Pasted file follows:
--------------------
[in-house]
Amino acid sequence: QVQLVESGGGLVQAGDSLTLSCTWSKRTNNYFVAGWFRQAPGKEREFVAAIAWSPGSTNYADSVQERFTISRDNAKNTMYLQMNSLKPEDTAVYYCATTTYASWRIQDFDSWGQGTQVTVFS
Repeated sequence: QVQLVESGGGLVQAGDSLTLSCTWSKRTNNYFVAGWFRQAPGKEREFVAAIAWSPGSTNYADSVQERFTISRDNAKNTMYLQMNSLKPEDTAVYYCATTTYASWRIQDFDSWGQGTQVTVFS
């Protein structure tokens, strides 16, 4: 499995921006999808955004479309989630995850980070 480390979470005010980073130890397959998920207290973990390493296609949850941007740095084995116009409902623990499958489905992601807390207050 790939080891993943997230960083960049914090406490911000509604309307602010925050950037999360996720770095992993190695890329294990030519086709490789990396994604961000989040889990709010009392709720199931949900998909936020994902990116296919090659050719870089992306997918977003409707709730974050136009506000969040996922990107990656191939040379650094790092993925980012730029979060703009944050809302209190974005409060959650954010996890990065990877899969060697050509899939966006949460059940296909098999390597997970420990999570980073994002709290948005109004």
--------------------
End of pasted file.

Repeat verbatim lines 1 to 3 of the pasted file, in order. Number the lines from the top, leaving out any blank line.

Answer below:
[in-house]
Amino acid sequence: QVQLVESGGGLVQAGDSLTLSCTWSKRTNNYFVAGWFRQAPGKEREFVAAIAWSPGSTNYADSVQERFTISRDNAKNTMYLQMNSLKPEDTAVYYCATTTYASWRIQDFDSWGQGTQVTVFS
Repeated sequence: QVQLVESGGGLVQAGDSLTLSCTWSKRTNNYFVAGWFRQAPGKEREFVAAIAWSPGSTNYADSVQERFTISRDNAKNTMYLQMNSLKPEDTAVYYCATTTYASWRIQDFDSWGQGTQVTVFS